I favour closed loop recycling — all our waste plastic should recycled and reused within Europe and any imbalance to be incinerated safely, waste to energy. I was very excited to read in Packaging News about two new projects involving waste plastic. The first was the liaison between Unilever and Ioniqa to convert all PET waste, whether coloured or not, back to its natural state — transparent virgin food grade material. Could lead to a lot more PET waste being recycled in the UK?

Another development involved a company called Macrebur, who could take our printed plastic waste and use it to make road surfaces. With the amount of potholes around, this could be very useful!

A third initiative by a company called Break Down Plastic, is an additive, which can be added to any plastic that allows it to break down, in anaerobic conditions, into it natural constituent parts. As most plastic will be either be incinerated or landfilled at its end of life (after recycling seven or eight times) around the world, then this has to be taken very seriously indeed.

In summary, the plastic waste issue is far more complex than I ever could have imagined. Staeger have over the years strived to ensure that the recycled PET they use comes from a recycled food grade source, in line with the M&S specification of 60% post-consumer waste. Equally, attention has also been focused on the PET’s end of life, to give it the greatest possible chance of being harvested successfully here in the UK. Whether the material is recycled or not is another matter!

In addition from the middle of this year, we will be using UK plastic made from UK waste, the only transparent packaging company to do this. We have also commissioned a report (part funded by the EU) by the National Non Food Crop Centre in York to examine all the bio polymers in existence to see if we can find one that meets everyone’s needs. We are currently trialling one that is home compostable and fully recyclable for Waitrose

To conclude, I would like to offer some considerations for long term solutions to the UK’s plastic recycling problem and how I see success might be achieved in the future. Overall I think the government needs to be far more prescriptive. My points are:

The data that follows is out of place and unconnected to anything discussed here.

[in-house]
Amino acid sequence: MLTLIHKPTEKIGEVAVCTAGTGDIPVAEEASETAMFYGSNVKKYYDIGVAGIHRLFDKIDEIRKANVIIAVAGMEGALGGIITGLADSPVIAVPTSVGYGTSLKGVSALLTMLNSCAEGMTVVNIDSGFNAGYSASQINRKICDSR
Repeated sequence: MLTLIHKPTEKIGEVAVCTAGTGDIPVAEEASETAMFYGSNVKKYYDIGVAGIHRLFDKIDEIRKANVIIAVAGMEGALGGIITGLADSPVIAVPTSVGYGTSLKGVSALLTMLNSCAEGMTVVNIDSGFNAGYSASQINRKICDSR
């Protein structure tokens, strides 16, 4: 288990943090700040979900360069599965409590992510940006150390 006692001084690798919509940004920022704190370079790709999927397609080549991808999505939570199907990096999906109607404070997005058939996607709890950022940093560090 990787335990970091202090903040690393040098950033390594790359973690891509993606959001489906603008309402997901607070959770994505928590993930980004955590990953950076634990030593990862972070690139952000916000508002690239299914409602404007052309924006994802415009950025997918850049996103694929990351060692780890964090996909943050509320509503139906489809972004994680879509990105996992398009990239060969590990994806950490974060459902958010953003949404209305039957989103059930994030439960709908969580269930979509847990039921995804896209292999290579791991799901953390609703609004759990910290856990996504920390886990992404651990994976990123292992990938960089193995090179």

• I would start off in the education sector to try and mould future habits into successfully disposing of plastic at their end of life. This should be part of the industrial strategy;
  • I would encourage better packaging design to aid recyclability;
  • I would encourage the reduction of the amount of polymers in packaging and invest in educating the public on what they are and how to do deal with them;
  • I would insist on a uniform approach by councils to collecting recycled waste from our homes;
  • I would implement a much better system of collecting and recycling waste in our public places (such as a Deposit Return Scheme). More bins needed please;
  • Government to support the recycling sector through its industrial strategy, provide suitable encouragement/safe guards for entrepreneurs/organisations to set up more plastic recycling facilities. The PRN system should be reformed for instance, to favour home recycling;
  • Government to support industries that deliberately set out to use recycled plastics as their feedstock through their industrial strategy;
  • Government through its Industrial strategy to have a more considered approach to incineration, waste to energy. Surely that’s a better approach to exporting plastic waste to unregulated parts of the world?

Source : packagingnews.co.uk